Failure has dogged air-rights development in Boston for so long that any delay in a project slated to rise above the Massachusetts Turnpike has become evidence that building above the highway is a doomed enterprise. The last successful air-rights development, Copley Place, sprang up nearly three decades ago. The deals that have blown up since then have done so spectacularly, giving rise to the notion that Turnpike development is so difficult, and so expensive, that Boston may have already built its last building above the Pike.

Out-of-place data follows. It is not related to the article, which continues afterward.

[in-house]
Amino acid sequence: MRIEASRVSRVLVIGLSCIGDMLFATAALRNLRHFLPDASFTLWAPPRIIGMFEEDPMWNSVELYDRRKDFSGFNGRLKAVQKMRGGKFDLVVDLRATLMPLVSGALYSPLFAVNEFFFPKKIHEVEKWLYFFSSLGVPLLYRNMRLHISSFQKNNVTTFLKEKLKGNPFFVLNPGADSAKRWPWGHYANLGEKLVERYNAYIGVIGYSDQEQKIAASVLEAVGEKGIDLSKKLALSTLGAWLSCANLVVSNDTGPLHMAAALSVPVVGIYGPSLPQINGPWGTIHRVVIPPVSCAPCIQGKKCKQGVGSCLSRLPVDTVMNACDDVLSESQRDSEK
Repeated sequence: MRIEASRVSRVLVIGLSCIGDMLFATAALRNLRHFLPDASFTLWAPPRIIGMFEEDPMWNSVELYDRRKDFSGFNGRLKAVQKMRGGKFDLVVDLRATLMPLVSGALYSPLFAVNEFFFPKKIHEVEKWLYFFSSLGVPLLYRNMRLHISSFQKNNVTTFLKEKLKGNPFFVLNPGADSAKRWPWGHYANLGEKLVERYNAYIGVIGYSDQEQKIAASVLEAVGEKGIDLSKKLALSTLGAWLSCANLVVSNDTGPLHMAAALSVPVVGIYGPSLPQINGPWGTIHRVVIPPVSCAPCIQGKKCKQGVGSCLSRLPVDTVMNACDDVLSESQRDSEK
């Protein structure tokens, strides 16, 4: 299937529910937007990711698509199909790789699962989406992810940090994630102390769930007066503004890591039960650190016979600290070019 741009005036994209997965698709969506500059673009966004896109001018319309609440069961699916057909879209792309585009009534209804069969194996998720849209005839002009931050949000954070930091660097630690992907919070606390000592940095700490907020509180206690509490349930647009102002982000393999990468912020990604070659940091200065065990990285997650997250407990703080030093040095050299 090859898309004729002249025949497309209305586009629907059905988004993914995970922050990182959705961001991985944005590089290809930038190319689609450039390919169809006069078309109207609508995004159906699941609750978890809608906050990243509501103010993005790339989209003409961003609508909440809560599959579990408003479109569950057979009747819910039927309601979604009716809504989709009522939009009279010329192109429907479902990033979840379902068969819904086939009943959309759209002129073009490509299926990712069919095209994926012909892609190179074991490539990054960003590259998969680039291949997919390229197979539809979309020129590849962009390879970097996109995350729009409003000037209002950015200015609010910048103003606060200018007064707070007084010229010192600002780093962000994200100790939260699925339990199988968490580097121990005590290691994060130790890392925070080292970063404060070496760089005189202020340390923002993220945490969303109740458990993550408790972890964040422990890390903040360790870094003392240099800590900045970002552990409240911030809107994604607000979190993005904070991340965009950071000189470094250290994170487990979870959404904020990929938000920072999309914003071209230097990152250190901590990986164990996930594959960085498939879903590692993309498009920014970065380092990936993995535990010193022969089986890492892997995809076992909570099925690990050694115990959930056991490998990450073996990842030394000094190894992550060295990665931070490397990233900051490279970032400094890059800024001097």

Fenway Center should be the project that puts this notion to rest. It hasn’t been able to, because the $450 million mixed-use project slated for a stretch of highway between Beacon Street and Brookline Avenue has been tied up in a brutal court fight with a neighboring property owner. A state appeals court dismissed the lawsuit challenging Fenway Center. That court decision marks the turning point, not just for the Fenway development, but for air rights development in Boston in general.